Lightly raced roan, Frac Daddy, comes to The Derby

Frac Daddy is surrounded by handlers whose reputations were made in businesses and ventures far away from thoroughbred racing.

No millionaire owners with thousand-acre farms in central Kentucky. No trainer with a $100 haircut and tailored suits to be shown off at Saturday stakes races at Saratoga. No coterie of stablemates accompanying him on airplane rides to races in Dubai or Los Angeles. No jockey with a thicket of Triple Crown wins to his credit.

If your rooting interests favor the underdogs or longshots, then you might look to Frac Daddy, a roan (gray) colored colt of few races, when this year’s Kentucky Derby gets here on May 4.

Frac Daddy has only five races on his slender resume.

He is owned by Magic City Thoroughbred Partners. There are only two partners — Carter Stewart and Ken Schlenker — and you can be forgiven if those names are unfamiliar.

The name Magic City comes from the partners’ home town, Billings, Montana — not exactly a crucible for finding Kentucky Derby entries.

Stewart and Schlenker are in the oil business. The Montana oil business. They don’t own a thoroughbred farm. Instead, they have their trainer, Kenny McPeek, be responsible for the everyday life of their tall and lengthy roan.

McPeek was the driving force behind Magic City purchasing Frac Daddy for $50,000 in 2011 at the Keeneland September sale.

McPeek does his racing in the main at Keeneland, Churchill Downs, New York and Gulfstream Park.

The reason McPeek doesn’t favor $100 haircuts is because he is bald.

The roan-colored Frac Daddy has enough points to get into the Kentucky Derby field.

The roan-colored Frac Daddy has enough points to get into the Kentucky Derby field.

Victor Lebron is the jockey. He came to America from St. Croix in the U.S. Virgin Islands. Lebron began riding in St. Croix at age 14 and came to the United States in 2005. Even with riding titles at Turfway Park in Kentucky, Thistledown in Ohio and Hoosier Downs in Indiana, he is virtually unknown when compared with Mike Smith, Gary Stevens, Calvin Borel and Johnny Velazquez.

In Frac Daddy (the son of stakes-winner Scat Daddy), McPeek has a large-bodied distance runner whose best on-track days are ahead of him.

As a two-year in 2012, Frac Daddy only raced three times. His career debut came in the fall on Oct. 4 at Belmont Park in New York. He raced “greenly” and was trapped behind horses at various stages of that maiden race. But he kept trying, weaving through traffic and eventually finishing second.

In only his second start last year, he was at Churchill Downs in a moderate race of one mile-and-a-sixteenth against other non-winners. Frac Daddy enjoyed a clean trip and won at his leisure by some 10 lengths.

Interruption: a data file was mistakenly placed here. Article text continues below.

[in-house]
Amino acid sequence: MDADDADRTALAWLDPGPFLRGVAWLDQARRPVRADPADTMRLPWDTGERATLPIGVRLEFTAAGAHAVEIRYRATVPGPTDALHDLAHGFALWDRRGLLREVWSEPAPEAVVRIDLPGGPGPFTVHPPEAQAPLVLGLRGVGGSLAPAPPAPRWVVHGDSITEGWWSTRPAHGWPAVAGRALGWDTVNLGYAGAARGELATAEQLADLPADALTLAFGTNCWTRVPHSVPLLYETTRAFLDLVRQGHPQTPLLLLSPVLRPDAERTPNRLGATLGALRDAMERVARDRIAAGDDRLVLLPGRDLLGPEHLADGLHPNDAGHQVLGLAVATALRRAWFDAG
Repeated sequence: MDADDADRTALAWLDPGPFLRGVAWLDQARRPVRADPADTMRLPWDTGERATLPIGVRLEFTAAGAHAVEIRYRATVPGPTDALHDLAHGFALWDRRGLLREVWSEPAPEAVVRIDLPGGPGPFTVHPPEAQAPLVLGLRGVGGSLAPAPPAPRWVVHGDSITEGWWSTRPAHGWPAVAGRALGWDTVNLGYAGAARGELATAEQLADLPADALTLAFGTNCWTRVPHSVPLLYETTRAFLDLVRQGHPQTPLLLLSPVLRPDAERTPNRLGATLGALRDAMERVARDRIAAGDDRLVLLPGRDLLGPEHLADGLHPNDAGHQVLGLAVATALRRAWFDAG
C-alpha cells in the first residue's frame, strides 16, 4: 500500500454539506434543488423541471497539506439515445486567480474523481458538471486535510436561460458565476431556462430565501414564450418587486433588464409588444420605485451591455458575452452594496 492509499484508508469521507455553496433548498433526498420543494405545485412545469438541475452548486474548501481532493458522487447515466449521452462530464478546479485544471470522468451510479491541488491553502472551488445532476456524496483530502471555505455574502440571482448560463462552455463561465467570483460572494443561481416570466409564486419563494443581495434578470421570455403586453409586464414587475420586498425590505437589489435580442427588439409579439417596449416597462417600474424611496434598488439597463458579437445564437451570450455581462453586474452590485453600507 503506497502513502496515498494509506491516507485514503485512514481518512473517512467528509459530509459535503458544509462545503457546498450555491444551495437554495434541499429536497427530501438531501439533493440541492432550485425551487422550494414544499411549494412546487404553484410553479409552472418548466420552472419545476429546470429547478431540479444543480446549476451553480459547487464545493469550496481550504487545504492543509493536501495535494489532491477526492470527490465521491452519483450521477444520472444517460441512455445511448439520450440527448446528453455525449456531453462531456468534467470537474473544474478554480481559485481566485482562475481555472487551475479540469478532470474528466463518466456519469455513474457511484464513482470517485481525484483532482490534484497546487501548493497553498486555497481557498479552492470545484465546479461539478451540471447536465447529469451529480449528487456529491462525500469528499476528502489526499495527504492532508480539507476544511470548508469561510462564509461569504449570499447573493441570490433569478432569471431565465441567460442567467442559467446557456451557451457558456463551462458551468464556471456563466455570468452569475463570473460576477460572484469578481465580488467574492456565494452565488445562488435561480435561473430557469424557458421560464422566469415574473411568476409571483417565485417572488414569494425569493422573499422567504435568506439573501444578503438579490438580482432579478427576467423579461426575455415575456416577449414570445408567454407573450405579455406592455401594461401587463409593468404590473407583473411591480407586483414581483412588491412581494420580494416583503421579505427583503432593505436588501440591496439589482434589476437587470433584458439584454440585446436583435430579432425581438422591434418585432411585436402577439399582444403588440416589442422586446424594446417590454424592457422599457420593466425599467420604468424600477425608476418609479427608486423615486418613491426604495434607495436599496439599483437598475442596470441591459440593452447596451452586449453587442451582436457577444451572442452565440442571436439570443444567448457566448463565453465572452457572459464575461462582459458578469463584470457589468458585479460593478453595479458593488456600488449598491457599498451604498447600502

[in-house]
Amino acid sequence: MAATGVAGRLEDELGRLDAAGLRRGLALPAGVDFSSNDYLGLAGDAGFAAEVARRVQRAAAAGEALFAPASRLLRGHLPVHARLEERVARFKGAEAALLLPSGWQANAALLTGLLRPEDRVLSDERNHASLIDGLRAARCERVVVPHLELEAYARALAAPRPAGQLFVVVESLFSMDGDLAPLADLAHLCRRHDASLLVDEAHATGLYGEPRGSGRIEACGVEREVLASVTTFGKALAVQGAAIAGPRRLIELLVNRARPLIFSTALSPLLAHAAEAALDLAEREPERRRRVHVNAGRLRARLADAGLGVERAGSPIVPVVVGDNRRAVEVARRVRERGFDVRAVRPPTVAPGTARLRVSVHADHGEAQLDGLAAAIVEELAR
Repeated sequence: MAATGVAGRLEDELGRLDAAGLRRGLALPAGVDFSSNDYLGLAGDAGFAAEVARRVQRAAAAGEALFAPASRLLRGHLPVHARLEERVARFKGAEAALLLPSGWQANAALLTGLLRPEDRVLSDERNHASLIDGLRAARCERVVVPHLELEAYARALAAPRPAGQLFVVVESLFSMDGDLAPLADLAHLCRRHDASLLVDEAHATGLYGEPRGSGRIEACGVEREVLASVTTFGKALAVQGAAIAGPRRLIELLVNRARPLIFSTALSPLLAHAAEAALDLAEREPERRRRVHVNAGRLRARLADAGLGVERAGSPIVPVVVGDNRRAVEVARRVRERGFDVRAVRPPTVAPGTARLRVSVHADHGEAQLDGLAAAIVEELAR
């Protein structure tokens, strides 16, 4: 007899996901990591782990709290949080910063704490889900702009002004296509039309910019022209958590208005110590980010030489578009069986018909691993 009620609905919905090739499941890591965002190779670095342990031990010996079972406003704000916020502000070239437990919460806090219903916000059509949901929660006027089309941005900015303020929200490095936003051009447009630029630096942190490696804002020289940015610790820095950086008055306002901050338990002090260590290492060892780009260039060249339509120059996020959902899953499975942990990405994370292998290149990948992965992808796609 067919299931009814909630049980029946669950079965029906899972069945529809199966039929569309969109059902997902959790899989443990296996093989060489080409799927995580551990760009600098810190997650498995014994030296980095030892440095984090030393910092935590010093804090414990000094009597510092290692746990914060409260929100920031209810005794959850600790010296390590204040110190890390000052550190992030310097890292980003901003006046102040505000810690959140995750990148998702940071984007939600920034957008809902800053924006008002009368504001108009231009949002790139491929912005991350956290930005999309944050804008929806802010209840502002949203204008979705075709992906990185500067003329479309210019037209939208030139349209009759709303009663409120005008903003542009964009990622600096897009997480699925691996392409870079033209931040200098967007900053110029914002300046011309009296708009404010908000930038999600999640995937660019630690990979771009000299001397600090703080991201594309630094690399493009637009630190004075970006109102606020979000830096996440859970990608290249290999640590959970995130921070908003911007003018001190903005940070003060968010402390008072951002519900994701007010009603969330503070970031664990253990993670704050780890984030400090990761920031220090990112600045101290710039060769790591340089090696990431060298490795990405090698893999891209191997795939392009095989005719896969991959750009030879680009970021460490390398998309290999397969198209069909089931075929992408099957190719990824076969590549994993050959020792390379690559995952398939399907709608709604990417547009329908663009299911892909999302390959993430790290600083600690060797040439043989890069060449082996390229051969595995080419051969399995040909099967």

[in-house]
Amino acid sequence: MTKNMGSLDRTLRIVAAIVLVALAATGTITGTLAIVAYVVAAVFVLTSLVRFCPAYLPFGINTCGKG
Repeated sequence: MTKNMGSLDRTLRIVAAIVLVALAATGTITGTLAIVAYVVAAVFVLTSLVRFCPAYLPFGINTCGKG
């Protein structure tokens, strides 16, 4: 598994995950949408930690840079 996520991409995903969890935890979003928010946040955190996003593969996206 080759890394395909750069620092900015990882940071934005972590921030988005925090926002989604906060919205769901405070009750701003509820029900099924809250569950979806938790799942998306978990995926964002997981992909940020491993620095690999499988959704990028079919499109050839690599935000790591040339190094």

Just three weeks after his first win, he was placed in the Kentucky Jockey Club stakes. After circling the leaders at the head of the stretch, Frac Daddy held a short lead past the 1/16th pole. However, multiple stakes winner Uncaptured closed best of all and eased past him for a neck win.

Three races as a two-year-old. One win against marginal competition. McPeek was pleased and he was optimistic.

“Having been around a few good horses in my time, I think this horse could be any kind,” commented the 50-year-old McPeek. “If he improves the way I expect him to, we’ve got a big chance to be in the middle of a lot of nice races.”

Before Frac Daddy’s first try this year, McPeek said, “I think this horse has got as good a chance as any horse I’ve had in my career. The most impressive was his first race. It looked like he had every reason to lay down, but he kept fighting back to finish second, kind of weaving his way through traffic.”

That first race in 2013 was a near-disaster when Frac Daddy finished seventh in the Grade I Florida Derby at Gulfstream Park. That wasn’t long ago on March 30.

McPeek brought him right back to the races on April 13. The Arkansas Derby, a Grade I event at Oaklawn Park, was going to be his final litmus test in a schedule that had the Kentucky Derby as its carrot-on-a-stick goal.

The 10-horse field included several other Kentucky Derby hopefuls. Overanalyze and Carve were also prospects for Triple Crown competition.

In a pulsating stretch drive, there were Frac Daddy and Overanalyze only feet apart as the finish line neared. It was Overanalyze prevailing by a neck at the end. But the shallow performance in the Florida Derby was all but forgotten. And Frac Daddy had the necessary points to qualify for the Kentucky Derby.

Kenny McPeek has never won The Derby. Magic City Thoroughbred Partners has never had an entry in the race. And jockey Lebron has no wins in the race. Underdogs all. Longshots all.

While trainer McPeek has shown no golden touch in the Kentucky Derby, he does have a win in the Belmont Stakes with 70-1 longshot Sarava. And he has trained Horse of the Year, Curlin, as well the successful Harlan’s Holiday.

If Frac Daddy is in the 20-horse Kentucky Derby field, don’t look for a bleached gray colt because he appears to be mostly black with just flecks of white on his ample body. The top of his head, between his eyes and then flowing back to some of his mane, is where the gray can be found.

The off-track happenings of Magic City Thoroughbred Partners, jockey Lebron and trainer Kenny McPeek will be linked with the short on-track history of Frac Daddy to make a composite story of serious underdogs.

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